13. I think everything is explained at the end of this post when it says he got his PhD in mathematics, and teaches economics. Most of my calculus profs were more than a little off in everyday life. I have only known one math genius who was a regular person and who had some common sense. I haven’t seen him in decades, so I don’t know how he is doing now, but I hope he still has some common sense despite all the years of mathematics. Then he caps it off by teaching economics, another field which has produced some less than stellar common sense folks. At least my economics profs were not as strange as my math profs, but they had little understanding of the real world on the job in industry.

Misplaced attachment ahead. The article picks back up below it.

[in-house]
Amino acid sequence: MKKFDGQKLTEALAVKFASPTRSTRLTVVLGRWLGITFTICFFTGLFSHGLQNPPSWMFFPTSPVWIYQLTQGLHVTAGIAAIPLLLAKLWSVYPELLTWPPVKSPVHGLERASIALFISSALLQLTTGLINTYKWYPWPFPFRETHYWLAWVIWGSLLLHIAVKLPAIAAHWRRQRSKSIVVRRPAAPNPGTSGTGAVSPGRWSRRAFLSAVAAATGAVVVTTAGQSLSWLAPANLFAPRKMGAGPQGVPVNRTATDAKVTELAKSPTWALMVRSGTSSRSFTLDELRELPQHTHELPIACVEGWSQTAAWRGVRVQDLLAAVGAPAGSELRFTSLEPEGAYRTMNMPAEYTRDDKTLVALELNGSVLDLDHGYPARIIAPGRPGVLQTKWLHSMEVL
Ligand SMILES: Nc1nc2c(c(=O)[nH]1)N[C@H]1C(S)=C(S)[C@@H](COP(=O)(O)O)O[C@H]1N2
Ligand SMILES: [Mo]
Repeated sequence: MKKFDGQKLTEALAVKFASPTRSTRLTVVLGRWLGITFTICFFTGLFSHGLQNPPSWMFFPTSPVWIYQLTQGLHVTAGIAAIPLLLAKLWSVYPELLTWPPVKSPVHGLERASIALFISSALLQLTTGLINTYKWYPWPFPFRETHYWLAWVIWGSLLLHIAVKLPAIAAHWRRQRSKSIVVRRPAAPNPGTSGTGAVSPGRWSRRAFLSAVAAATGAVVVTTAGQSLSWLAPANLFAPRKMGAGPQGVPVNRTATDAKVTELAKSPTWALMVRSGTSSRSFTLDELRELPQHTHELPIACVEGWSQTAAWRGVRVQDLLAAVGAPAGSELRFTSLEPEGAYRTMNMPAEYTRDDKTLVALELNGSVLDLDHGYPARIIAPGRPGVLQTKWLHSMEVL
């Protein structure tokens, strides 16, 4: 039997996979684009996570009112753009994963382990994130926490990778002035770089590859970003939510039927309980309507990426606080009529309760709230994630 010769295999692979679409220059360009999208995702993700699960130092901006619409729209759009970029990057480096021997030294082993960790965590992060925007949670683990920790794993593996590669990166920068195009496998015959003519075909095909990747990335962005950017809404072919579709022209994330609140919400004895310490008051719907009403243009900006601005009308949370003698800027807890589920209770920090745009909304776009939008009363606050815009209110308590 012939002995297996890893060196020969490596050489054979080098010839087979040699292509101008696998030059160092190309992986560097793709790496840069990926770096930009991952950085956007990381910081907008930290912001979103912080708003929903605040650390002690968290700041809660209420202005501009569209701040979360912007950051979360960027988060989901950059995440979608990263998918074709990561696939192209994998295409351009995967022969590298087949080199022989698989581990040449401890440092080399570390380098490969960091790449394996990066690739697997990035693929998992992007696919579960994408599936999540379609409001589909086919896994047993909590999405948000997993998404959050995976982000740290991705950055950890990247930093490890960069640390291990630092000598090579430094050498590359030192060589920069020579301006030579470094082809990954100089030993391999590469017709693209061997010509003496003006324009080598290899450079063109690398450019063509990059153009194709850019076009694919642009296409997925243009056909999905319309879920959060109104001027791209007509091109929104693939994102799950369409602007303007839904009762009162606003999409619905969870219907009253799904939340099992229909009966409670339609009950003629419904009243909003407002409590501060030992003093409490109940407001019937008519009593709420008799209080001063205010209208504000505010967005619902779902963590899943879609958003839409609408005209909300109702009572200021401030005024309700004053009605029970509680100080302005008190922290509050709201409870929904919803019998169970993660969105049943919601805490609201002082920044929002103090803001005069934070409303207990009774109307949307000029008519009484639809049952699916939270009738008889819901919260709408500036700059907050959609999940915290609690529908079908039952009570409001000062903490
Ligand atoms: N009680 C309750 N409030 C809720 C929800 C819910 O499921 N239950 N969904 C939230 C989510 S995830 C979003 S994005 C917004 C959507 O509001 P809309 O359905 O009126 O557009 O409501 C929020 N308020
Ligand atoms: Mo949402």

14. Mark me in the Tony/OS/et al. camp.

    It’s clearly not a firing offense, although he deserves every bit of heat he catches for it.

  15. How about just sticking to the job at hand, getting an education, graduating and leaving. All this extraneous drama, kind of a waste of time in my book.

  16. He has the right to say whatever he wants to say, but the protestors also have the right to call him out on his nonsense. I do not like the idea of any employer disciplining an employee for actions or words done on their own time and therefore the university should not fire him. But lets make it clear. This guy is a creep with a brain.


    The guy was asking questions about rights and what constitutes legitimate prohibitions against certain actions.